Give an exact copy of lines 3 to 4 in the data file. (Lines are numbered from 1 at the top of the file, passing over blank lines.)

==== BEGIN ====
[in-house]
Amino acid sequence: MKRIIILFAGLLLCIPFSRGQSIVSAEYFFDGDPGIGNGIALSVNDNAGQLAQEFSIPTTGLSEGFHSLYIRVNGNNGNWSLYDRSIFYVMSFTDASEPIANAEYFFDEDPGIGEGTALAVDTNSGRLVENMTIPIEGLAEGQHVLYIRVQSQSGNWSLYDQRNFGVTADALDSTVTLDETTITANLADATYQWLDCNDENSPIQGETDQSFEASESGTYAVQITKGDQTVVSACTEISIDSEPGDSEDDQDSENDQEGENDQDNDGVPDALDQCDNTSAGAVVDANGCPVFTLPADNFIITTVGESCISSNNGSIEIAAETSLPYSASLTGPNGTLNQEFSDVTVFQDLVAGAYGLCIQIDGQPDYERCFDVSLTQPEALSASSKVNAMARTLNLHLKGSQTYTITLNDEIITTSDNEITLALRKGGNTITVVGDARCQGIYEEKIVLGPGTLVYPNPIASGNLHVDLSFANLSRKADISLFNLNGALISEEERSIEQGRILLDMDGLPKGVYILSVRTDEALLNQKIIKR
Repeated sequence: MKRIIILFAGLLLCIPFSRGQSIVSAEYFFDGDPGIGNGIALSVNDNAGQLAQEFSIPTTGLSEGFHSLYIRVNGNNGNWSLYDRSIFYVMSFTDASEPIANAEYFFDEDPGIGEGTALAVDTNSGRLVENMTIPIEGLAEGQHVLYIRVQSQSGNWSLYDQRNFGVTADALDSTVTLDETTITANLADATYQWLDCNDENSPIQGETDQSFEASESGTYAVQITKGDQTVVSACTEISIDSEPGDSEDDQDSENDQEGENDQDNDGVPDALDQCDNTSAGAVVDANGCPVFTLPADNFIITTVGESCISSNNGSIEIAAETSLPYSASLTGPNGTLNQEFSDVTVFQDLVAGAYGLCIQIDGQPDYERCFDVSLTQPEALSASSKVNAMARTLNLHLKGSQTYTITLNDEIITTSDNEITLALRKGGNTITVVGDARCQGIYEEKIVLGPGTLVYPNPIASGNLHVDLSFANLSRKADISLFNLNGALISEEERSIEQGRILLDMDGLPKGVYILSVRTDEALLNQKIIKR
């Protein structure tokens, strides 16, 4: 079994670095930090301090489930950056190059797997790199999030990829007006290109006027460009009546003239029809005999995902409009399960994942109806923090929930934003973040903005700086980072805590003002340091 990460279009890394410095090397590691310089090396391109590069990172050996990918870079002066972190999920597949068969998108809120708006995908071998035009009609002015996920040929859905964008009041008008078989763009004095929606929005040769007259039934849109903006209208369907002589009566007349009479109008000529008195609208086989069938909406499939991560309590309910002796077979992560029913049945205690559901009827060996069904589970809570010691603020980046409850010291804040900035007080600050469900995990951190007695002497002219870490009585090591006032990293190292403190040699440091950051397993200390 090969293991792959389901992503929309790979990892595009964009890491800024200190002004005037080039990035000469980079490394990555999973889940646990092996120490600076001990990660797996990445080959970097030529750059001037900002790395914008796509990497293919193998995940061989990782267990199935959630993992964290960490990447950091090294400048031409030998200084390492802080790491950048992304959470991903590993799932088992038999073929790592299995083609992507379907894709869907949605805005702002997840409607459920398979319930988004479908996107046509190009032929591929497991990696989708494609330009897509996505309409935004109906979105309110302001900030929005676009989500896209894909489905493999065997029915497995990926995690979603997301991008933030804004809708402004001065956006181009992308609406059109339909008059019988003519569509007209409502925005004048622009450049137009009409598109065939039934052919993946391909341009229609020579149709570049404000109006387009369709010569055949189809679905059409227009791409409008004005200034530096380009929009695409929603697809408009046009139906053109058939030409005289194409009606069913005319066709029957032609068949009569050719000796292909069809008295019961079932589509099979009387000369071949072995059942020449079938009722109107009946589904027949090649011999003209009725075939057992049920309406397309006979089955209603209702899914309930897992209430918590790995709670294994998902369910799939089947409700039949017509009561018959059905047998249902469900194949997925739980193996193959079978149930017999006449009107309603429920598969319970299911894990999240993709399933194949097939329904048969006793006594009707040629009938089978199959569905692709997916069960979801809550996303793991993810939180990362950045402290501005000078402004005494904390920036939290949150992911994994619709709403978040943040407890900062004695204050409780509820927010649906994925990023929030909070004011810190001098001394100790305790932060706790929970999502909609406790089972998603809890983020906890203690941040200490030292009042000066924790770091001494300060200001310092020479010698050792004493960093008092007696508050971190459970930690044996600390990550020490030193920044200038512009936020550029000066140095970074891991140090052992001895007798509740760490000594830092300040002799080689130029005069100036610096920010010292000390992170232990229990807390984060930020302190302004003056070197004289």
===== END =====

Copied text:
Repeated sequence: MKRIIILFAGLLLCIPFSRGQSIVSAEYFFDGDPGIGNGIALSVNDNAGQLAQEFSIPTTGLSEGFHSLYIRVNGNNGNWSLYDRSIFYVMSFTDASEPIANAEYFFDEDPGIGEGTALAVDTNSGRLVENMTIPIEGLAEGQHVLYIRVQSQSGNWSLYDQRNFGVTADALDSTVTLDETTITANLADATYQWLDCNDENSPIQGETDQSFEASESGTYAVQITKGDQTVVSACTEISIDSEPGDSEDDQDSENDQEGENDQDNDGVPDALDQCDNTSAGAVVDANGCPVFTLPADNFIITTVGESCISSNNGSIEIAAETSLPYSASLTGPNGTLNQEFSDVTVFQDLVAGAYGLCIQIDGQPDYERCFDVSLTQPEALSASSKVNAMARTLNLHLKGSQTYTITLNDEIITTSDNEITLALRKGGNTITVVGDARCQGIYEEKIVLGPGTLVYPNPIASGNLHVDLSFANLSRKADISLFNLNGALISEEERSIEQGRILLDMDGLPKGVYILSVRTDEALLNQKIIKR
């Protein structure tokens, strides 16, 4: 079994670095930090301090489930950056190059797997790199999030990829007006290109006027460009009546003239029809005999995902409009399960994942109806923090929930934003973040903005700086980072805590003002340091 990460279009890394410095090397590691310089090396391109590069990172050996990918870079002066972190999920597949068969998108809120708006995908071998035009009609002015996920040929859905964008009041008008078989763009004095929606929005040769007259039934849109903006209208369907002589009566007349009479109008000529008195609208086989069938909406499939991560309590309910002796077979992560029913049945205690559901009827060996069904589970809570010691603020980046409850010291804040900035007080600050469900995990951190007695002497002219870490009585090591006032990293190292403190040699440091950051397993200390 090969293991792959389901992503929309790979990892595009964009890491800024200190002004005037080039990035000469980079490394990555999973889940646990092996120490600076001990990660797996990445080959970097030529750059001037900002790395914008796509990497293919193998995940061989990782267990199935959630993992964290960490990447950091090294400048031409030998200084390492802080790491950048992304959470991903590993799932088992038999073929790592299995083609992507379907894709869907949605805005702002997840409607459920398979319930988004479908996107046509190009032929591929497991990696989708494609330009897509996505309409935004109906979105309110302001900030929005676009989500896209894909489905493999065997029915497995990926995690979603997301991008933030804004809708402004001065956006181009992308609406059109339909008059019988003519569509007209409502925005004048622009450049137009009409598109065939039934052919993946391909341009229609020579149709570049404000109006387009369709010569055949189809679905059409227009791409409008004005200034530096380009929009695409929603697809408009046009139906053109058939030409005289194409009606069913005319066709029957032609068949009569050719000796292909069809008295019961079932589509099979009387000369071949072995059942020449079938009722109107009946589904027949090649011999003209009725075939057992049920309406397309006979089955209603209702899914309930897992209430918590790995709670294994998902369910799939089947409700039949017509009561018959059905047998249902469900194949997925739980193996193959079978149930017999006449009107309603429920598969319970299911894990999240993709399933194949097939329904048969006793006594009707040629009938089978199959569905692709997916069960979801809550996303793991993810939180990362950045402290501005000078402004005494904390920036939290949150992911994994619709709403978040943040407890900062004695204050409780509820927010649906994925990023929030909070004011810190001098001394100790305790932060706790929970999502909609406790089972998603809890983020906890203690941040200490030292009042000066924790770091001494300060200001310092020479010698050792004493960093008092007696508050971190459970930690044996600390990550020490030193920044200038512009936020550029000066140095970074891991140090052992001895007798509740760490000594830092300040002799080689130029005069100036610096920010010292000390992170232990229990807390984060930020302190302004003056070197004289």